Top End Of The Rope Quotes

Browse top 130 famous quotes and sayings about End Of The Rope by most favorite authors.

Favorite End Of The Rope Quotes

1. "Many fail to realize this great recording industry was built by so-called jazz artists. And at the other end of the spectrum, a base in European classical music as well."
Author: Ahmad Jamal
2. "It was as helpful as throwing a drowning man both ends of the rope."
Author: Arthur Baer
3. "Within a system which denies the existence of basic human rights, fear tends to be the order of the day. Fear of imprisonment, fear of torture, fear of death, fear of losing friends, family, property or means of livelihood, fear of poverty, fear of isolation, fear of failure. A most insidious form of fear is that which masquerades as common sense or even wisdom, condemning as foolish, reckless, insignificant or futile the small, daily acts of courage which help to preserve man's self-respect and inherent human dignity. It is not easy for a people conditioned by fear under the iron rule of the principle that might is right to free themselves from the enervating miasma of fear. Yet even under the most crushing state machinery courage rises up again and again, for fear is not the natural state of civilized man."
Author: Aung San Suu Kyi
4. "I consider marriage a very important institution, but it is important when and if two people have found the person with whom they wish to spend the rest of their lives—a question of which no man or woman can be automatically certain. When one is certain that one's choice is final, then marriage is, of course, a desirable state. But this does not mean that any relationship based on less than total certainty is improper. I think the question of an affair or a marriage depends on the knowledge and the position of the two persons involved and should be left up to them. Either is moral, provided only that both parties take the relationship seriously and that it is based on values."
Author: Ayn Rand
5. "8. Quoted in Clive Leatherdale, Dracula: The Novel and the Legend (Wellingborough, Northants: Aquarian Press, 1985), p. 80. 9. H. G. Wells, The War of the Worlds (Leipzig: Tauchnitz, 1898), Book II, Ch. II, p. 202. 10. Ibid., pp. 201, 200. 11. E. J. Hobsbawm, Industry and Empire (Harmondsworth: Penguin, 1969), p. 192. 12. On this important subject, see Daniel Pick's Faces of Degeneration: A European Disorder c. 1848 – c. 1918 (Cambridge: Cambridge University Press, 1989) and his ‘ "Terrors of the night": Dracula and "Degeneration" in the Late Nineteenth Century', Critical Quarterly (Winter 1988). 13. For an account of and extracts from books such as these, see The Victorian Imagination: A Sampler, ed. Richard Manton (New York: Grove"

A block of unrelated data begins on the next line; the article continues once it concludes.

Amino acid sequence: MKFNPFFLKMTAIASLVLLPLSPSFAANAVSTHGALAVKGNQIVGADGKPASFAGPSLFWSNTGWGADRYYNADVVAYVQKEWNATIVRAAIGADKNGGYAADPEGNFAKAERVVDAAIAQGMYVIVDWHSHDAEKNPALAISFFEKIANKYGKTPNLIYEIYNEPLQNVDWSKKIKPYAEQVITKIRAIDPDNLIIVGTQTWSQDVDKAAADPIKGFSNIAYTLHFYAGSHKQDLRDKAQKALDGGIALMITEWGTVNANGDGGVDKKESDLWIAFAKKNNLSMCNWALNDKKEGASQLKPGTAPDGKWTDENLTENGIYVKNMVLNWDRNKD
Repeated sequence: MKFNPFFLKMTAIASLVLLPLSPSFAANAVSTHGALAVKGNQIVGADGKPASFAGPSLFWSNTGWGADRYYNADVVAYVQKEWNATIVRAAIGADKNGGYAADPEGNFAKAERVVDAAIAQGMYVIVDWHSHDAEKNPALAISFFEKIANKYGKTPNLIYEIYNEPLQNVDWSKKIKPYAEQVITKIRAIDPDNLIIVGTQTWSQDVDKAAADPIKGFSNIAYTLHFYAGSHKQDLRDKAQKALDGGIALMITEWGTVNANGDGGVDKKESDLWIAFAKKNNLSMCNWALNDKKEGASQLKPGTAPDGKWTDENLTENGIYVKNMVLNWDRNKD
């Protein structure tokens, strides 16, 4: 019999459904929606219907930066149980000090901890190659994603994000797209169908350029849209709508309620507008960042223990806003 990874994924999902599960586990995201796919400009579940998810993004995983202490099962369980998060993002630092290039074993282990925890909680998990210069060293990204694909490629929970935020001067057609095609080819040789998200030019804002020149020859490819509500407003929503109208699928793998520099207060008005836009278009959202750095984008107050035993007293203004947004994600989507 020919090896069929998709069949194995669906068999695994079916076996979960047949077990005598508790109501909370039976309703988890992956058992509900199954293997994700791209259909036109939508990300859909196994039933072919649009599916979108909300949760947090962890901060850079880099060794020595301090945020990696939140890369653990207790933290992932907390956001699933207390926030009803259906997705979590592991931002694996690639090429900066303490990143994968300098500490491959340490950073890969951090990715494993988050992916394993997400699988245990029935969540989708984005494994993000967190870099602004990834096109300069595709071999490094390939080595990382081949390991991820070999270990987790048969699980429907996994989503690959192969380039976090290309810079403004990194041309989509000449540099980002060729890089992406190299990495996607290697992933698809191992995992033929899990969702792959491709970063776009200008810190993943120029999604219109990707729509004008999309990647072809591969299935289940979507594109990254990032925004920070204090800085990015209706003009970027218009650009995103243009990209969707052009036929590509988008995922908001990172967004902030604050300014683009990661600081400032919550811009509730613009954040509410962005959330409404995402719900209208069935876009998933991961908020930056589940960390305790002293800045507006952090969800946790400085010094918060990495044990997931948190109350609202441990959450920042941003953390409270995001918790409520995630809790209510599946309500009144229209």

Author: Bram Stoker
6. "Then it is your opinion…that a man should never-"-Invest in portable property in a friend?"… "Certainly he should not. Unless he wants to get rid of the friend- and then it becomes a question how much portable property it may be worth to get rid of him."
Author: Charles Dickens
7. "Germany is an economic giant but a political midget, and with the end of the Cold War she has started to muscle her presence throughout Europe and the world."
Author: Christo
8. "I apprehend no danger to our country from a foreign foe . . . Our destruction, should it come at all, will be from another quarter. From the inattention of the people to the concerns of their government, from their carelessness and negligence, I must confess that I do apprehend some danger. I fear that they may place too implicit a confidence in their public servants, and fail properly to scrutinize their conduct; that in this way they may be made the dupes of designing men, and become the instruments of their own undoing. Make them intelligent, and they will be vigilant; give them the means of detecting the wrong, and they will apply the remedy."
Author: Daniel Webster
9. "The end of the rope stops in the palm of God."
Author: Dillon Burroughs